In a 1971 essay titled “Innovation and Redemption,” the writer and critic Cynthia Ozick attacked literary works that, however notable for their formal experimentation, lack any sort of moral core. Contrasting such literature to rabbinic midrash, Ozick argues that the latter always contains a moral message but, for its part, lacks literature’s imaginative power. Ruth Wisse discusses the essay and puts it in the context of Ozick’s own perception of herself as a Jewish writer. (Interview by Eric Cohen. Audio, 51 minutes.)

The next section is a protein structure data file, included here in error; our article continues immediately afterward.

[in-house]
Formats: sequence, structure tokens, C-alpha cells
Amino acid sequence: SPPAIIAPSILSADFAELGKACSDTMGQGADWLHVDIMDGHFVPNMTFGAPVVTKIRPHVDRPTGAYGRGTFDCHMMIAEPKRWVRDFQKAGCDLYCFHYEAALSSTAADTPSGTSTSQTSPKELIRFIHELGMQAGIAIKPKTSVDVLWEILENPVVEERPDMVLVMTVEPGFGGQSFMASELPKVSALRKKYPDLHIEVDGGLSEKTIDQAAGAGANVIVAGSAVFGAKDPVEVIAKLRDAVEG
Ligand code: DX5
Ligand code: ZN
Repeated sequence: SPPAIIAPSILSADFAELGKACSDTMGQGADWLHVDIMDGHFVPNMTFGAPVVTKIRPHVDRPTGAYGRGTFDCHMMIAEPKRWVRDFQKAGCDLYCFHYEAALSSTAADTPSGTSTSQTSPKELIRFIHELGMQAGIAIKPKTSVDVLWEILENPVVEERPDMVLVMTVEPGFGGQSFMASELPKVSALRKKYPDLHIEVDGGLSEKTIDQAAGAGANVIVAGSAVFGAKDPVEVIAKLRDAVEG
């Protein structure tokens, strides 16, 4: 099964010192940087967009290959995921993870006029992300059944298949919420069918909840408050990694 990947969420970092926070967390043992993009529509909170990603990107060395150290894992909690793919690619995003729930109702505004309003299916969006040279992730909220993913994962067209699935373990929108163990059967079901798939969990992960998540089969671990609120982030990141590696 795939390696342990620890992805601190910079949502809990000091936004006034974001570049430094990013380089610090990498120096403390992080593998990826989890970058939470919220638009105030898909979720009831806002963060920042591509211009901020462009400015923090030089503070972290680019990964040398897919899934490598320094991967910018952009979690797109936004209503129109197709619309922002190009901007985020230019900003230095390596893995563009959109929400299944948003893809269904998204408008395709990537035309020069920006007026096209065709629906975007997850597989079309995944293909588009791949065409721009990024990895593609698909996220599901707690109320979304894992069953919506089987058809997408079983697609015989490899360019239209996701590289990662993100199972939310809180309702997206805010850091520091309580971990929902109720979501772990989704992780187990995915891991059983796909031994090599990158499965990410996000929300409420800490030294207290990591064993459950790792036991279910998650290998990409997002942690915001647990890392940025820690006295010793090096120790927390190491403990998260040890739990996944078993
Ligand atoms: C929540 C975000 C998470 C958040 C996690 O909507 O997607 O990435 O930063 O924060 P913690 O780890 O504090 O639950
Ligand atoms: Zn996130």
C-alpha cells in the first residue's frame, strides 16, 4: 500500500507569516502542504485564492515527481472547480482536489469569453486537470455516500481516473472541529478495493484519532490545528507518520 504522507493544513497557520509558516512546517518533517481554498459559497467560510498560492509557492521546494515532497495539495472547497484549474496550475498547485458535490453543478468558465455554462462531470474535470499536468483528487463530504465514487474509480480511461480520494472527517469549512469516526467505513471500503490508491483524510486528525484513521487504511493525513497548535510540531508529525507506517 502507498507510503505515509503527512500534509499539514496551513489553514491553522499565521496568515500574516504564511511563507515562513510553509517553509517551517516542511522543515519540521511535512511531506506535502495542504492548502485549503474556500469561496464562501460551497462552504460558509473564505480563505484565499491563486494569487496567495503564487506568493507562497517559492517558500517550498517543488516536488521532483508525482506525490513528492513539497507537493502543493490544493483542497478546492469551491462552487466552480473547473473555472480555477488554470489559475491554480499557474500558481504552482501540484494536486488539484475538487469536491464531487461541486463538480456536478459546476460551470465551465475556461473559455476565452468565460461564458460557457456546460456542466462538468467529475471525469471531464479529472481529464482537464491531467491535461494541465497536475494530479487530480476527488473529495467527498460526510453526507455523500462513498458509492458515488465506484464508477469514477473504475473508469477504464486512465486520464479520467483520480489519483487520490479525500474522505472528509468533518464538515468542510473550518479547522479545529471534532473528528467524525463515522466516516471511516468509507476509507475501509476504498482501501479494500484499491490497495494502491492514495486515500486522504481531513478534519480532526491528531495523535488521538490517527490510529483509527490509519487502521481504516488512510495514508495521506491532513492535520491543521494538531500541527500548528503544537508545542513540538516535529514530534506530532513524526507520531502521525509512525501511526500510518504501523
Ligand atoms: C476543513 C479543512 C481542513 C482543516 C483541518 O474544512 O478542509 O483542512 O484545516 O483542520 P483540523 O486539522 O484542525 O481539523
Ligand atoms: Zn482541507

Must Literature be Moral? Must Jewish Literature?
Hamas and Fatah Compete by Shedding Jewish Blood
During the past four weeks, there has been a rash of violent attacks in Jerusalem and the West Bank. These are not a response to any Israeli actions, nor are they spontaneous outbursts. Rather, as Itamar Marcus and Maurice Hirsch explain, the violence is the result of deliberate incitement by the Palestinian Authority (PA), which began when its president, Mahmoud Abbas, realized he was unlikely to win the upcoming national elections. The violence, write Marcus and Hirsch, was originally a way to win votes, and is now a way to maintain popularity after Abbas’s decision to postpone the elections in definitely: